Different types of studies are considered to have different levels of quality of evidence. The pyramid below shows the general ranking of studies by the quality of evidence they are anticipated to contain.
Adapted from Walden University's Evidence-Based Practice Research: Levels of Evidence Pyramid
The phrase "Evidence Based Medicine" was first used by Dr. David M. Eddy, an American physician, mathematician, and healthcare analyst. In 1974 as he prepared an example for his lecture on how physicians make decisions, much to his amazement, he found very little strong evidence in the published literature to support the use of diagnostic mammography. He then searched for the evidence behind the customary treatment for ocular hypertension. He found that six out of eight trials showed that patients got worse with the treatment, plus all of the studies were of poor design. He asked himself "What in the world are physicians basing their decisions on?"1
He submitted a paper to JAMA about this lack of evidence in clinical practice, but ultimately pulled it when there was outrage over the paper. He began using the term "evidence-based" in speeches, and the concept got a supportive push when the Evidence-Based Medicine Working Group of the American Medical Association published an article in JAMA in 1992 stating:
"A new paradigm for medical practice is emerging. Evidence-based medicine de-emphasizes intuition, unsystematic clinical experience, and pathophysiologic rationale as sufficient grounds for clinical decision making and stresses the examination of evidence from clinical research. Evidence-based medicine requires new skills of the physician, including efficient literature searching and the application of formal rules of evidence evaluating the clinical literature."2
Evidence Based Practice is informed by three important components, and all three play a part toward good clinical decision making, as illustrated in the image below.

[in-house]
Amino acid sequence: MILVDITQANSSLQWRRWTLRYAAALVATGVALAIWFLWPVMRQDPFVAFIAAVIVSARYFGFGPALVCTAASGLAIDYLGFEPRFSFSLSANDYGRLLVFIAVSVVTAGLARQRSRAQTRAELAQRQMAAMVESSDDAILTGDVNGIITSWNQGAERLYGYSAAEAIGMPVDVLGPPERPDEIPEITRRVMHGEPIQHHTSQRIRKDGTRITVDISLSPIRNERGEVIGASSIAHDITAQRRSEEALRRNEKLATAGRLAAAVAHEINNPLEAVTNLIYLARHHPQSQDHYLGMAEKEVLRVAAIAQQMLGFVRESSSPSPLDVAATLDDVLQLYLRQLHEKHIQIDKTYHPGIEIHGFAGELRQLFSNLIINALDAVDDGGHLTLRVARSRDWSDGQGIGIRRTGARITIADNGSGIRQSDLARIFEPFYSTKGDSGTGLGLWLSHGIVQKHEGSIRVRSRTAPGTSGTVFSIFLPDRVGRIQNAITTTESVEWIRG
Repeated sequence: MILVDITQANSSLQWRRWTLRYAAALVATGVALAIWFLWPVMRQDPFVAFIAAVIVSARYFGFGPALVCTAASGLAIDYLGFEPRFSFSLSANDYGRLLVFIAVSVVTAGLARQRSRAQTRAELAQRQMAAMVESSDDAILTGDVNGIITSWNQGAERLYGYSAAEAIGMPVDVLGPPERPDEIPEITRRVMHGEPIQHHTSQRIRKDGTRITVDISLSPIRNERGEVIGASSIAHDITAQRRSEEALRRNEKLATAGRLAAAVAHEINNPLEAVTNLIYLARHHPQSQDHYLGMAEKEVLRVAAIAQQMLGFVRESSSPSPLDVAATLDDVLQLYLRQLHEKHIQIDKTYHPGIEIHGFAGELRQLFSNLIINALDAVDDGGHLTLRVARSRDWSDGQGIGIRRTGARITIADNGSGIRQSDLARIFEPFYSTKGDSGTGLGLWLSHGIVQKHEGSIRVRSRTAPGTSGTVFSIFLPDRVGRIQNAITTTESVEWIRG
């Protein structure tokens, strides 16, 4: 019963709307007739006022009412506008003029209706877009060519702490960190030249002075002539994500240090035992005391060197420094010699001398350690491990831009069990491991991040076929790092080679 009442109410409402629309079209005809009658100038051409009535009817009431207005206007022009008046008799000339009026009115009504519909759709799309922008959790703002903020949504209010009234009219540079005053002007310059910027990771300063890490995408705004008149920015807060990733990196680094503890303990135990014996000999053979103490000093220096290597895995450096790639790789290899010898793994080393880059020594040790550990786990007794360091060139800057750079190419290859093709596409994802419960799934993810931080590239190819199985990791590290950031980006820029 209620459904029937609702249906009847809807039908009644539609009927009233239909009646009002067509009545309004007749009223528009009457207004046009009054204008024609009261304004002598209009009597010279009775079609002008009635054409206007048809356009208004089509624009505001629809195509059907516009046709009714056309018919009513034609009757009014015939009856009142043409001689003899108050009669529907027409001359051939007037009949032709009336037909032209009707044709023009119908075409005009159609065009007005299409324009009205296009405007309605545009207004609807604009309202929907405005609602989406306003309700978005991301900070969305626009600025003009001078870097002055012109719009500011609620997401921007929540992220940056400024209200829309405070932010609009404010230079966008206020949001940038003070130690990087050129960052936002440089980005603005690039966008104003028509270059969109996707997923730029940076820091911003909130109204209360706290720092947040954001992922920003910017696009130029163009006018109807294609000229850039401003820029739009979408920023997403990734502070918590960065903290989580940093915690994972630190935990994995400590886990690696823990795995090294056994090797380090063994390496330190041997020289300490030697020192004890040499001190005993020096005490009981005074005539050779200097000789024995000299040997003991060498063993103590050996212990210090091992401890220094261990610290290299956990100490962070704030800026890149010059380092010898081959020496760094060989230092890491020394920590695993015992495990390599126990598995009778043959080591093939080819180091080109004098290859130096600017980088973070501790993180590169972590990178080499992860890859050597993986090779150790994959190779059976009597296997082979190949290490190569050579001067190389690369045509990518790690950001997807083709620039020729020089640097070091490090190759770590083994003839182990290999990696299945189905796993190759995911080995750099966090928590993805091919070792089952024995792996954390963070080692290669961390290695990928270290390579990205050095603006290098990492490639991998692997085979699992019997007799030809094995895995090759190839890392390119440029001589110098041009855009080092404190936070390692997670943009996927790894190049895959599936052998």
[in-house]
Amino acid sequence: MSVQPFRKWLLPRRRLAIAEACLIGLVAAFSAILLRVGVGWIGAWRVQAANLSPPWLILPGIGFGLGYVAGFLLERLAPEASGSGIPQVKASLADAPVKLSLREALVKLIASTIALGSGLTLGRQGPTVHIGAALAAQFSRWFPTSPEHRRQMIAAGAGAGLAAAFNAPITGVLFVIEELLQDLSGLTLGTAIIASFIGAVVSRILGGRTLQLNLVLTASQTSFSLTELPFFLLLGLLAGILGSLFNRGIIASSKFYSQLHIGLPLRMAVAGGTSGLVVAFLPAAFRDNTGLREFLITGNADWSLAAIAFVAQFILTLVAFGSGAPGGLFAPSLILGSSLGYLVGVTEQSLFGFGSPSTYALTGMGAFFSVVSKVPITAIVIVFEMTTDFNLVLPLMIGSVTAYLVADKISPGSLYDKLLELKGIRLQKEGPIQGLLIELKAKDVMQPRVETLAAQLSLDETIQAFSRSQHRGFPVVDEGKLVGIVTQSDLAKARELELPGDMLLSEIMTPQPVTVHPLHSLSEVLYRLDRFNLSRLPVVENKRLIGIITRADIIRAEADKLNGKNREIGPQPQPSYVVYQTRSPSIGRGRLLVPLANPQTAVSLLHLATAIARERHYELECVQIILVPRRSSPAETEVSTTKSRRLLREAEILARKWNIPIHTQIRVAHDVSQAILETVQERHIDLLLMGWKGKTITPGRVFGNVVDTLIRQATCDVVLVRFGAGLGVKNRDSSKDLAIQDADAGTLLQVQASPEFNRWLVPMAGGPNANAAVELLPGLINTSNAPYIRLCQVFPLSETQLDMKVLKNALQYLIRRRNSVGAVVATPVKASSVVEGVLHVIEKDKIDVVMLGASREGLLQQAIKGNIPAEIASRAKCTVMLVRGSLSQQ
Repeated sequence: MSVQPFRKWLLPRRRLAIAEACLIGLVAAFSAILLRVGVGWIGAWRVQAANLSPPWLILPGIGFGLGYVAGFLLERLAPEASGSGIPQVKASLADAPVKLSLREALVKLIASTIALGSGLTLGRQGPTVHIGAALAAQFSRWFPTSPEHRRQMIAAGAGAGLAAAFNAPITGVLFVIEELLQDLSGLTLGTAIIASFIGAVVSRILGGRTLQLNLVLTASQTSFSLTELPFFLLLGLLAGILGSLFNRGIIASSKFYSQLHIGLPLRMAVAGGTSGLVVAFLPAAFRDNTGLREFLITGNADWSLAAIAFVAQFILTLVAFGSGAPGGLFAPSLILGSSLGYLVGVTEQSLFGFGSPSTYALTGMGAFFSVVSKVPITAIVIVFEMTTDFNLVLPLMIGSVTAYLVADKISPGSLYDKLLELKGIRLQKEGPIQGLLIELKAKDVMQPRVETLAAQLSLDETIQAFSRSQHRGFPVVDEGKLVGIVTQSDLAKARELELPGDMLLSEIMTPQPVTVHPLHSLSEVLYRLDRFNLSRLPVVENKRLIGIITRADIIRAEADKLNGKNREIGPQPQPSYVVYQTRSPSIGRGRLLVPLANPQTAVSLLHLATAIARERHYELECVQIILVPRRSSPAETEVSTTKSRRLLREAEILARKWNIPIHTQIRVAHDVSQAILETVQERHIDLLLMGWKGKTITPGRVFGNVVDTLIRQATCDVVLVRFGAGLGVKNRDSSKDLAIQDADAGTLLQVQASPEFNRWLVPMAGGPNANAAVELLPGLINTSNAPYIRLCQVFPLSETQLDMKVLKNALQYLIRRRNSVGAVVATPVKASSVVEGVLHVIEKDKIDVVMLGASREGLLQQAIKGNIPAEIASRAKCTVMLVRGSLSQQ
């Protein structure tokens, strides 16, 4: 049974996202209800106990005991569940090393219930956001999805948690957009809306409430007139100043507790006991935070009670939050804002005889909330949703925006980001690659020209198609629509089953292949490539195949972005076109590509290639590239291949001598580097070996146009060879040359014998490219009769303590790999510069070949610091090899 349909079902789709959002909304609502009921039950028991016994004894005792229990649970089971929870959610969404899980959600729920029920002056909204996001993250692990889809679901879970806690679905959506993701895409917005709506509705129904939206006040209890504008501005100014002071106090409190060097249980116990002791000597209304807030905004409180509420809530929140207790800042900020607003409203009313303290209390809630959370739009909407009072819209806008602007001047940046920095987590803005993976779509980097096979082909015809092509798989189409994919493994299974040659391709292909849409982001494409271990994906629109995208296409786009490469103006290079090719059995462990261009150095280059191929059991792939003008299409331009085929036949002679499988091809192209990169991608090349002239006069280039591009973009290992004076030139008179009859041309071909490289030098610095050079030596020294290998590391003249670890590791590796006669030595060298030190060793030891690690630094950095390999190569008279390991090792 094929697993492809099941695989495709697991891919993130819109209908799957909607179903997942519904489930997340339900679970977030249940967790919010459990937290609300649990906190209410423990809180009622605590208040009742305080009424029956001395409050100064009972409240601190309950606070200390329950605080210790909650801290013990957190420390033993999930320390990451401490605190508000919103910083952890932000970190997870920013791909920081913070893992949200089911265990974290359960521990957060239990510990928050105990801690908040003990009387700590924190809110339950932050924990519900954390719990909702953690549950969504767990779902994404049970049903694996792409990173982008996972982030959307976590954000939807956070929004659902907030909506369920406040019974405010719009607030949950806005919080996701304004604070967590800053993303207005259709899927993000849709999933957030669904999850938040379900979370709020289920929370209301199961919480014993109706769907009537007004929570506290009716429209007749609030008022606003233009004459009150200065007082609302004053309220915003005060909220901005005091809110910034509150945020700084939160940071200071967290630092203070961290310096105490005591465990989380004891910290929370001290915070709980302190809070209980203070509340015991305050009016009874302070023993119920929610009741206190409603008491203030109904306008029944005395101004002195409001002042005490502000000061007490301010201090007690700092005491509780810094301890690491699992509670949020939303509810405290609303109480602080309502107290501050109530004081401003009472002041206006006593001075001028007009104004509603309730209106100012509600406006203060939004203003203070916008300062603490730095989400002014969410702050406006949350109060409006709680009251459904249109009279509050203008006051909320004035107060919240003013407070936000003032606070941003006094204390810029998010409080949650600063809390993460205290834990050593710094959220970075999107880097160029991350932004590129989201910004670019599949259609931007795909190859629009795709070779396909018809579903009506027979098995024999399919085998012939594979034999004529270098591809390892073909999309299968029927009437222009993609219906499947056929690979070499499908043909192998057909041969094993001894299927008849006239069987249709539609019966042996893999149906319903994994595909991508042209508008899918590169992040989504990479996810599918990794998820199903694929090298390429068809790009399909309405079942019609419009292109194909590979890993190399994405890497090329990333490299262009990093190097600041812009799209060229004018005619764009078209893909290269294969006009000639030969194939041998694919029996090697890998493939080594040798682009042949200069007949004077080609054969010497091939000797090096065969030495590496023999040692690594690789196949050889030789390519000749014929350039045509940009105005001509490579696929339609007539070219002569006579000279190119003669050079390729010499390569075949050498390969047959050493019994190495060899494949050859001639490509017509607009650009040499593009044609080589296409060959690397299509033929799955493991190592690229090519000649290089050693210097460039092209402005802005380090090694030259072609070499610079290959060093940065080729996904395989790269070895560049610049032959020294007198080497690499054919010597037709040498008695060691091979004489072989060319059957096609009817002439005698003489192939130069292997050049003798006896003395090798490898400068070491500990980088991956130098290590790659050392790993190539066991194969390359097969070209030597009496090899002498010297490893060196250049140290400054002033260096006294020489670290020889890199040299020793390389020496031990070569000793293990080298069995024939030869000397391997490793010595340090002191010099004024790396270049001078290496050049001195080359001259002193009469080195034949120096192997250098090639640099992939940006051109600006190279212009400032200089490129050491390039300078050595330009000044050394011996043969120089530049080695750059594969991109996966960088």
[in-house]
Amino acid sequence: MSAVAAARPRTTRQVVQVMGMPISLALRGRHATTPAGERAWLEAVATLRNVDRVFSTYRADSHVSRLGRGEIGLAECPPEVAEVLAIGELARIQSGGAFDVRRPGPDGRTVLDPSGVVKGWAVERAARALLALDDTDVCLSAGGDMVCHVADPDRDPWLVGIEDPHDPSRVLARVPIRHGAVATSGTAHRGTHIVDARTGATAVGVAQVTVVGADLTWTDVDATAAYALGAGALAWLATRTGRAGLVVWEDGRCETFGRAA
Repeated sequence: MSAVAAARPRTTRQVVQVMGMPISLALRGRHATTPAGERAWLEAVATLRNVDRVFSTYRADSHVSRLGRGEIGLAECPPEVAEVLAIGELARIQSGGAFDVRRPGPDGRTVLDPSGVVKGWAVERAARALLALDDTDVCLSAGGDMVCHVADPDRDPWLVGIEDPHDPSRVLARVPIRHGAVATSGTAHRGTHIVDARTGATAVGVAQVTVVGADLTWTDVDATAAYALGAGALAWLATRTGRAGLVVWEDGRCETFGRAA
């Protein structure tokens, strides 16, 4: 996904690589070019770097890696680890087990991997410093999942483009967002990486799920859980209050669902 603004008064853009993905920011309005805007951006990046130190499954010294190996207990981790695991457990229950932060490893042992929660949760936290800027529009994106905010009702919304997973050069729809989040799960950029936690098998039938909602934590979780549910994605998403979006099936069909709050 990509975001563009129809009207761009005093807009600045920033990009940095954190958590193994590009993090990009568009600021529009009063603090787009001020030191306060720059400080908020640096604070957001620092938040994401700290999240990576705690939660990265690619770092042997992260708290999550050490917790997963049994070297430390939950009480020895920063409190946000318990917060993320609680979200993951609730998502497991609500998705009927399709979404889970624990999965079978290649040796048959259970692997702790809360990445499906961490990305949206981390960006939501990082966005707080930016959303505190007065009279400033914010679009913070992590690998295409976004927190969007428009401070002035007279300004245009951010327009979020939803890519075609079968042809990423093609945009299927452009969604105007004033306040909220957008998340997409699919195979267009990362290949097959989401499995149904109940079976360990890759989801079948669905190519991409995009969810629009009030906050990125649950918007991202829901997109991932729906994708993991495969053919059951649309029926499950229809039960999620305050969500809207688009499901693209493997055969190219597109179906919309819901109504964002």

1. Eddy DM. The origins of evidence-based medicine - A personal perspective. AMA Journal of Ethics. 2011;13(1):55-60. https://www.ncbi.nlm.nih.gov/pubmed/23134763.
2. Evidence-Based Medicine Working Group. Evidence-based medicine. A new approach to teaching the practice of medicine. JAMA. 1992;268(17):2420-2425. https://www.ncbi.nlm.nih.gov/pubmed/1404801.
The evidence-based practice cycle consists of 5 steps:
Some sources also reference an additional step in the cycle. According to Melynk et al., step zero is "cultivating a spirit of inquiry."1 Whether you are seeking answers to a particular patient problem or questioning a common practice in the clinical setting, ongoing curiosity and a desire to improve care are attitudes that propel practitioners along the evidence-based cycle.
1. Melnyk BM, Fineout-Overholt E, Stillwell SB, Williamson KM. Igniting a spirit of inquiry: An essential foundation for evidence-based practice. 2009;109(11):49-52. https://www.ncbi.nlm.nih.gov/pubmed/19858857
This work is licensed under a Creative Commons Attribution-NonCommercial 4.0 Generic License.